Chipping in, Justice D. Y. Chandrachud observed that the constitution envisages disqualification, one, for being chosen as, and two, for being a member of the Parliament. “Article 101(3) speaks of a seat falling vacant if a MP becomes ‘subject to any of the disqualification’ mentioned in clauses (2) or (3) of Article 102. This disqualification is provided by the law of parliament. But to introduce a disqualification [unclear]”
“A disqualification needs to be laid down by the EC in respect of a person who is chargesheeted by court...Your Lordships have said that such person is presumed to be charged”, replied Mr. Dwivedi. “But he continues to be innocent”, added the Chief Justice.
“That innocence is an aspect of criminal law. we are dealing with Fundamental Rights here”, advanced the Senior Advocate.
Amicus Curiae Senior Advocate Sidhharth Luthra also indicated that the onus is on the accused, so in case of a charge, there is no presumption of innocence but a reverse burden.
Justice Nariman hinted that the court may instead strengthen the offence already provided for, that special courts could be established for persons chargesheeted after filing the nomination papers and that the process between trial and judgment could be fast-tracked.
“In case of a person against whom chargesheet is filed, there could be day-to-day trial and once the judgment is pronounced, he would automatically stand disqualified”, elaborated the Chief Justice.
Intervening, Advocate Gopal Sankaranarayanan (appearing for Bharatiya Matdata Sangathan) asserted that the petitioners are not asking for framing of a new offence. He invited the bench to read together section 125A (penalty for filing false affidavit, prescribing imprisonment of up to 6 months or fine or both) with section 8(2) of the RPA which disqualifies for a further period of 6 years from the date of release one sentenced to imprisonment for atleast 6 months for hoarding/profiteering, adulteration of food or drugs or under the Dowry Prohibition Act.
“how can section 125A fit in section 8(2)? What you are doing is expanding it and adding something that is not there”, remarked Justice Nariman.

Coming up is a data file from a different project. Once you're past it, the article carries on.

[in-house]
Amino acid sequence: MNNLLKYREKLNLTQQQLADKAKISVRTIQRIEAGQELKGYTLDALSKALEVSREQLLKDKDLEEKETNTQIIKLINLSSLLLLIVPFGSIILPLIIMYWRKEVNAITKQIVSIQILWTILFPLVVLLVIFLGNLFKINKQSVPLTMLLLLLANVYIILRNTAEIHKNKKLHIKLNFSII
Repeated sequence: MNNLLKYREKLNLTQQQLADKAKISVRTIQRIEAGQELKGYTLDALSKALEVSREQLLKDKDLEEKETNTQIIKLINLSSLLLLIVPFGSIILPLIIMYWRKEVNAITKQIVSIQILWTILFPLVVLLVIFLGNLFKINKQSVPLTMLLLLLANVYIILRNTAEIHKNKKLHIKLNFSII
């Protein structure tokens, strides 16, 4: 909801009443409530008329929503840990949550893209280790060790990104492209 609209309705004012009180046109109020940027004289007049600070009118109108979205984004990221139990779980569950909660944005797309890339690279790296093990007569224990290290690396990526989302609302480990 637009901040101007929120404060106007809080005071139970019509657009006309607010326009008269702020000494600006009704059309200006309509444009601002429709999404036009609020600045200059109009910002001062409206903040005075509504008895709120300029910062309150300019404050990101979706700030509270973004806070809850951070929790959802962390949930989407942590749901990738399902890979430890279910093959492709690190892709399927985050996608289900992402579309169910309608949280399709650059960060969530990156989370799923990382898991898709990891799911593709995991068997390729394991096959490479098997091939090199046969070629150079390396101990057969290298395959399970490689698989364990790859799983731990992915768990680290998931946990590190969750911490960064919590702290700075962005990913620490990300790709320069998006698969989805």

“we are not going into disqualification at all. we are saying that a man to whom Article 125A applies is different from one who is convicted for holding an office of profit”, Mr. Sankaranarayanan sought to submit.
On Thursday, Attorney General K. K. Venugopal drew the attention of the bench to section 7 of the RPA providing that a MP or MLA may be not disqualified on any other ground other than those specified in the Act. Justice Nariman assured that the bench had not missed the provision.
The hearing also witnesses some interesting observations by Justice Chandrachud- “the constitution speaks of qualification and disqualification. In the RPA, section 32 deals with nominations, while section 36(2) provides for the rejection of nomination where the candidate is either not qualified or is disqualified. The qualifications are prescribed in Article 84. So aside from the disqualifications, you must still be a qualified candidate. Apart from disqualification, is a person who is facing a serious charge qualified to subscribe to the oath in Schedule III?”
“Suppose one is facing a murder charge and the charges have been framed. Can he take the oath?”, reiterated Justice Nariman.
Replying in the affirmative, the AG said that being entitled to Article 21, the candidate has the right to undergo the entire gamut of trial and enter his defence. “There is nothing in the oath except allegiance to the Constitution and the law...why can he not stand by the Constitution even if he is guilty?”, advanced the AG.
“We have to act as per the preliminary legislation which exists in this case. Nothing can be added”, he asserted.